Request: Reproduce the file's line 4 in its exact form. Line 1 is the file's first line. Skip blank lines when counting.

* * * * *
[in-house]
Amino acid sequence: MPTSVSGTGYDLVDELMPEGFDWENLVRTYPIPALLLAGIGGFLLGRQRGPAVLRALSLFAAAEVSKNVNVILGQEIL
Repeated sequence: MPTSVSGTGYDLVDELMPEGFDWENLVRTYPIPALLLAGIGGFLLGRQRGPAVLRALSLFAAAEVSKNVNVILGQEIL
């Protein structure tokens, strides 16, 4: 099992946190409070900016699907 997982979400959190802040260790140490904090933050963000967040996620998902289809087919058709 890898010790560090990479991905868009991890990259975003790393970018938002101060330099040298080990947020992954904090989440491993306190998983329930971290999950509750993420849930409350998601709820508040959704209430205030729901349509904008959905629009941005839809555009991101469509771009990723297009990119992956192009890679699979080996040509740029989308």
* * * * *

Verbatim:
């Protein structure tokens, strides 16, 4: 099992946190409070900016699907 997982979400959190802040260790140490904090933050963000967040996620998902289809087919058709 890898010790560090990479991905868009991890990259975003790393970018938002101060330099040298080990947020992954904090989440491993306190998983329930971290999950509750993420849930409350998601709820508040959704209430205030729901349509904008959905629009941005839809555009991101469509771009990723297009990119992956192009890679699979080996040509740029989308």